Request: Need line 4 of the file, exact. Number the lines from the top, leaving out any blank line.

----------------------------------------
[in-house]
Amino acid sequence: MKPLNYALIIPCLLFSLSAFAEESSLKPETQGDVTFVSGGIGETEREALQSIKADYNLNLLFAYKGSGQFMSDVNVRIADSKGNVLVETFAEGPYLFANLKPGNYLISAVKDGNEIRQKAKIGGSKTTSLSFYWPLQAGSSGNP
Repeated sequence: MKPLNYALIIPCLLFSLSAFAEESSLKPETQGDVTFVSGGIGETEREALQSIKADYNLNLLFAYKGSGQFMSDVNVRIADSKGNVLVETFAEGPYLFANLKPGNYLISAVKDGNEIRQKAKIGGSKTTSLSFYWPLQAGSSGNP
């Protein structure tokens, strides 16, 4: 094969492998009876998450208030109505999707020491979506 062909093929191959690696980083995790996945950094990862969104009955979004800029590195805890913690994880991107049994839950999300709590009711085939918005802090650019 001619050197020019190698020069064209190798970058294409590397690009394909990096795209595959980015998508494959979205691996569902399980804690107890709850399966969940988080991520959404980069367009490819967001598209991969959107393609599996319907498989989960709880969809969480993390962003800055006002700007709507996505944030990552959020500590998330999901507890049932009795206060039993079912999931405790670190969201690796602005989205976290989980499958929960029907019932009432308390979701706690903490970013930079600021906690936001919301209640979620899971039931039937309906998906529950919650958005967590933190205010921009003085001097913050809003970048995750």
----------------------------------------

């Protein structure tokens, strides 16, 4: 094969492998009876998450208030109505999707020491979506 062909093929191959690696980083995790996945950094990862969104009955979004800029590195805890913690994880991107049994839950999300709590009711085939918005802090650019 001619050197020019190698020069064209190798970058294409590397690009394909990096795209595959980015998508494959979205691996569902399980804690107890709850399966969940988080991520959404980069367009490819967001598209991969959107393609599996319907498989989960709880969809969480993390962003800055006002700007709507996505944030990552959020500590998330999901507890049932009795206060039993079912999931405790670190969201690796602005989205976290989980499958929960029907019932009432308390979701706690903490970013930079600021906690936001919301209640979620899971039931039937309906998906529950919650958005967590933190205010921009003085001097913050809003970048995750």